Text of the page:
To spearhead this effort, they brought in the incredibly multi-talented Doug Wildey, an illustrator who had long worked in the comic book industry. Wildey truly understood the action/adventure genre and brought with him a bunch of his gifted comic artist friends to work on the Jonny Quest project. The end result is arguably the best action/adventure kid show ever made. Jonny Quest just fires on all levels: the artwork, the stories, the theme music, the voice actors, the designs...this show had it all and set the standard by which future cartoons would be measured by. The series told the story of a boy named Jonny Quest who had adventures with his government research scientist father, Doctor Benton Quest. Race Bannon was a secret agent assigned to be their bodyguard but ended up basically being a family member. In the course of their travels they adopt an orphaned Indian boy named Hadji. This was a real boys' club show; there was no mother or any women in the central cast, which has often caused me to comment that Jonny Quest was the first show about gay parenting.

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Weird Wednesday at The Alamo Drafthouse New Mission in August

Posted by The Bay Area Crew, July 29, 2019 06:25pm | Post a Comment

Sun Ra, Space is the Place

Amoeba and Alamo Drafthouse continue their partnership for Weird Wednesday at the New Mission theater in SF this August! Weird Wednesday is Alamo's weekly celebration of movies that are too outrageous for prime time. The August line-up proves to be daring, imaginative, and downright interplanetary. You won't want to miss any of these.

Murderous Intent (1985)
Wednesday, August 7. 9pm
Jamaican-born, NYC-based director Len Anthony originally set out to make several films, but was never able to finish any of them. All the leftover footage was smashed together and Murderous Intent was born. Opening with an explosive Alvin Ailey-esque dance troupe number, you will never be able to predict where this movie is headed. It's like if Dangerous Men was an art film -- or a horror film -- or both -- or neither!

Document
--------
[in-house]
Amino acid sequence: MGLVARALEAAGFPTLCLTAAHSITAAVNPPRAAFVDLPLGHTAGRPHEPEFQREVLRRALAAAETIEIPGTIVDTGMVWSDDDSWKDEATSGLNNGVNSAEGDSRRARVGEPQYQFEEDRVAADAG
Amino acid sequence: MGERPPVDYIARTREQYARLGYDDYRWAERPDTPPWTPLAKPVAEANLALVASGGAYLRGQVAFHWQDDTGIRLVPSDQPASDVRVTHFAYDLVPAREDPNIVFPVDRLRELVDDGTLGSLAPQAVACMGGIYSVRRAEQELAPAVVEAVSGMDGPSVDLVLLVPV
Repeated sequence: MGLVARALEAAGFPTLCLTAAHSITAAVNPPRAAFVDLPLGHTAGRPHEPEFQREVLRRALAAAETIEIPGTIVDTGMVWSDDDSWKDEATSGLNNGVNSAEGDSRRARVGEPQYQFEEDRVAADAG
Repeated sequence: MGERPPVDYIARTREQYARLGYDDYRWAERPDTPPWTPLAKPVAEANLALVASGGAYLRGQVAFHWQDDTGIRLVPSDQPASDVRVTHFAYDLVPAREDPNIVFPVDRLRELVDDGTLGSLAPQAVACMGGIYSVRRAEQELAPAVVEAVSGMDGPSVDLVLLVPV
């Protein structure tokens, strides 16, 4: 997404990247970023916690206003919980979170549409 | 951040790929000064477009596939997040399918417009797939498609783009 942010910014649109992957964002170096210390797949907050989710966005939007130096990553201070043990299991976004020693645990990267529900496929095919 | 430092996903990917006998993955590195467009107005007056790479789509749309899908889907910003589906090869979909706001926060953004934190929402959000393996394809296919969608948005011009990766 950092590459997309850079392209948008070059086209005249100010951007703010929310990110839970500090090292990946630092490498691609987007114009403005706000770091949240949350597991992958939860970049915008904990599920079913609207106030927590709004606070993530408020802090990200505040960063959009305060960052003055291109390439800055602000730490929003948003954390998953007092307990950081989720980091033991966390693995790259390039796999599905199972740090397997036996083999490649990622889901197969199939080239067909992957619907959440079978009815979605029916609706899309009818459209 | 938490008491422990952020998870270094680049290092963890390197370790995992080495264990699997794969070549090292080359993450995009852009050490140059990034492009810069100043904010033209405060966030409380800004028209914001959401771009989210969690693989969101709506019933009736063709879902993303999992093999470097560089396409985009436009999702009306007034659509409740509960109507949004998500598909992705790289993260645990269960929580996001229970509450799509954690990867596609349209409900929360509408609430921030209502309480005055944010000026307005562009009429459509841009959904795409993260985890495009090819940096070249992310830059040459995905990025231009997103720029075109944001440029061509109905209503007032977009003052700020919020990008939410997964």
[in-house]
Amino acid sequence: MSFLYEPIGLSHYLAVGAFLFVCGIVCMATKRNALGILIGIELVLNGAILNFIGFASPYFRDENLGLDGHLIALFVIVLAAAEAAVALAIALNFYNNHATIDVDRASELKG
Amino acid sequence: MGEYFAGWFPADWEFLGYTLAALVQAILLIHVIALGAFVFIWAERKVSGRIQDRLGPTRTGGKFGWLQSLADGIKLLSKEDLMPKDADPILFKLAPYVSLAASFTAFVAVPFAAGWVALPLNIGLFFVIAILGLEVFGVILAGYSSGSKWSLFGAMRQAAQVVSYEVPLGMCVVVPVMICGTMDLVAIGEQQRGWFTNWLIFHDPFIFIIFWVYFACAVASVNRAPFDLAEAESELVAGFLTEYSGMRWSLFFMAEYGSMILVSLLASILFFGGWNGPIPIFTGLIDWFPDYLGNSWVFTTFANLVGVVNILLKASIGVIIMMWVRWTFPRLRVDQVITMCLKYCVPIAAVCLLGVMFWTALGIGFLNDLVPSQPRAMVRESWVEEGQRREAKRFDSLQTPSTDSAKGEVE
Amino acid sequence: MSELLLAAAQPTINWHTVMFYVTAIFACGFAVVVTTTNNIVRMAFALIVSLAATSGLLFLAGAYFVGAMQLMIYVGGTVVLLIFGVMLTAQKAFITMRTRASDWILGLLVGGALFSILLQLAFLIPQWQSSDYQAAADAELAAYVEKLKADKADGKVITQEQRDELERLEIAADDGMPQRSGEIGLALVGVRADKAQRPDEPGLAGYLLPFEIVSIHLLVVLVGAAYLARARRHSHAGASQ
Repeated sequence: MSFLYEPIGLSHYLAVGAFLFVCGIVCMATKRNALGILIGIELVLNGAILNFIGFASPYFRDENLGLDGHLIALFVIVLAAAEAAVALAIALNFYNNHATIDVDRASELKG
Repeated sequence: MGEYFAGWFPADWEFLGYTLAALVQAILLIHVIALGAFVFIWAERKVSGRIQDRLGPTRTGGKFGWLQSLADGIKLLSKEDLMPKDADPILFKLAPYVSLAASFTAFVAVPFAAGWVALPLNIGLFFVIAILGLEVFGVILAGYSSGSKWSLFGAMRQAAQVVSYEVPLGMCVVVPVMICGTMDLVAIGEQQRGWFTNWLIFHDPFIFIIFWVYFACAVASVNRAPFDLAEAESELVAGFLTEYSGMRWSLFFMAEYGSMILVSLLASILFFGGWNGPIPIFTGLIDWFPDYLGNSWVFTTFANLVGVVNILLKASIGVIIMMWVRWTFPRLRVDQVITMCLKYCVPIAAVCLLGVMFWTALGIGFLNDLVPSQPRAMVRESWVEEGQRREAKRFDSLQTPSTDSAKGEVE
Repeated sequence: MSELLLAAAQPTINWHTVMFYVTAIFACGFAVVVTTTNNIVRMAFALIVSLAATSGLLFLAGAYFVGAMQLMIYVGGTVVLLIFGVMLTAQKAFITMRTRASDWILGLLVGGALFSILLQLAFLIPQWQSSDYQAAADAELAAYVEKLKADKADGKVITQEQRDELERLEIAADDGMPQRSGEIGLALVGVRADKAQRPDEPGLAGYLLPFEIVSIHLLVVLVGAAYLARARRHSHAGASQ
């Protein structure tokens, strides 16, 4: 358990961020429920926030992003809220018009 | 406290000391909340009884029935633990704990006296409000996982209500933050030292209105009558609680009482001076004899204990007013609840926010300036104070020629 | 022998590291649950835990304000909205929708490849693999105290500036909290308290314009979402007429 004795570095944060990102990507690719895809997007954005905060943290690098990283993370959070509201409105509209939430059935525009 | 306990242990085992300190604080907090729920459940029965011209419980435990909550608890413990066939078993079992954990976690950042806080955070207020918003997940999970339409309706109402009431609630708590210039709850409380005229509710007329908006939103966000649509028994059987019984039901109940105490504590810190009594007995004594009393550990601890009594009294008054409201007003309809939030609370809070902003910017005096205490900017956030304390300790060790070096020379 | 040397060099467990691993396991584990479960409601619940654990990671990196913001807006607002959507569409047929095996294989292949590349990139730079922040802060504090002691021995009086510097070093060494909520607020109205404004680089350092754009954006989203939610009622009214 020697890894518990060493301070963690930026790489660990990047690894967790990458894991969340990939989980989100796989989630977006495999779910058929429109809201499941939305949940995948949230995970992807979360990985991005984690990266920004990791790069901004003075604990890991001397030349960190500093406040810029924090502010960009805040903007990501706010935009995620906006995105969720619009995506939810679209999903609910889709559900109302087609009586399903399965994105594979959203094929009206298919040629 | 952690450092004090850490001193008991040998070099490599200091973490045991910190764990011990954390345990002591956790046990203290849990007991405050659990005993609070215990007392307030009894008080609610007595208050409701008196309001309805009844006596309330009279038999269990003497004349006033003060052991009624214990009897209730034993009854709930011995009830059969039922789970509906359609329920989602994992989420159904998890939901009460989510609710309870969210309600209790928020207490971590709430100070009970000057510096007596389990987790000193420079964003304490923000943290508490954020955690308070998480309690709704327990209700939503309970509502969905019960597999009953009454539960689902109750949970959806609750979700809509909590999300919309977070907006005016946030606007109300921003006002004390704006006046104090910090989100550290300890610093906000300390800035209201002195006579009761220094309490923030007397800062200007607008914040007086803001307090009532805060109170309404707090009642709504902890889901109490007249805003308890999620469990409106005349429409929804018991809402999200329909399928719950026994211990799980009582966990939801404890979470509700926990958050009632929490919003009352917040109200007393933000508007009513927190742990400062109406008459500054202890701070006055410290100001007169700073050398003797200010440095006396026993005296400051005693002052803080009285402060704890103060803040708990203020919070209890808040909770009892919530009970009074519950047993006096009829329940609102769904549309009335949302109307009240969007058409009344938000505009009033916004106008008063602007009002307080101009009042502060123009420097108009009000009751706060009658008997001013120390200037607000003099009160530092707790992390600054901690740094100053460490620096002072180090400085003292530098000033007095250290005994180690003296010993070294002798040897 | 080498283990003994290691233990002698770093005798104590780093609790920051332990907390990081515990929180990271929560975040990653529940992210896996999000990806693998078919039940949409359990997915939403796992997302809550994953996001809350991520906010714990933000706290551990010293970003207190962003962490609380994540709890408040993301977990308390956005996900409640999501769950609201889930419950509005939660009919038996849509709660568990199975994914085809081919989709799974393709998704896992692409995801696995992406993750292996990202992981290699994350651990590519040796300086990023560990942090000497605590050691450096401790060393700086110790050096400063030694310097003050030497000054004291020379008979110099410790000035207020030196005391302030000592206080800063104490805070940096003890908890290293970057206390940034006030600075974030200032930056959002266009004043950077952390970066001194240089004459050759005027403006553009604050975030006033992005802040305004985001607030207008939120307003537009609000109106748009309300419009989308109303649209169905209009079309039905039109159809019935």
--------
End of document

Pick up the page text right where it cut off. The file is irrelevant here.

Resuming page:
Murderous Intent

Caged Heat (1974)
Wednesday, August 14. 9:30pm
This women-in-prison tale is the debut feature from future cinema legend Jonathan Demme (The Silence of the Lambs, Something Wild, Married to the Mob). Thrown into the penal hell of Connorville, petty criminal Jacqueline (Erica Gavin) fights against the ruthless inmates, a cruel warden (Barbara Steele), and her depraved staff. She forms an uneasy friendship with two hardened inmates; when these three unite, they seek escape, money, and revenge. Composer John Cale (formerly of The Velvet Underground!) also offers a stark, experimental, blues-inflected score — and the story takes a number of odd turns including several strikingly surreal fantasy sequences, with Steele getting the best moment in a stylish cabaret number.

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Weird Wednesday at The Alamo Drafthouse New Mission

Posted by The Bay Area Crew, June 20, 2019 07:45pm | Post a Comment

Zardoz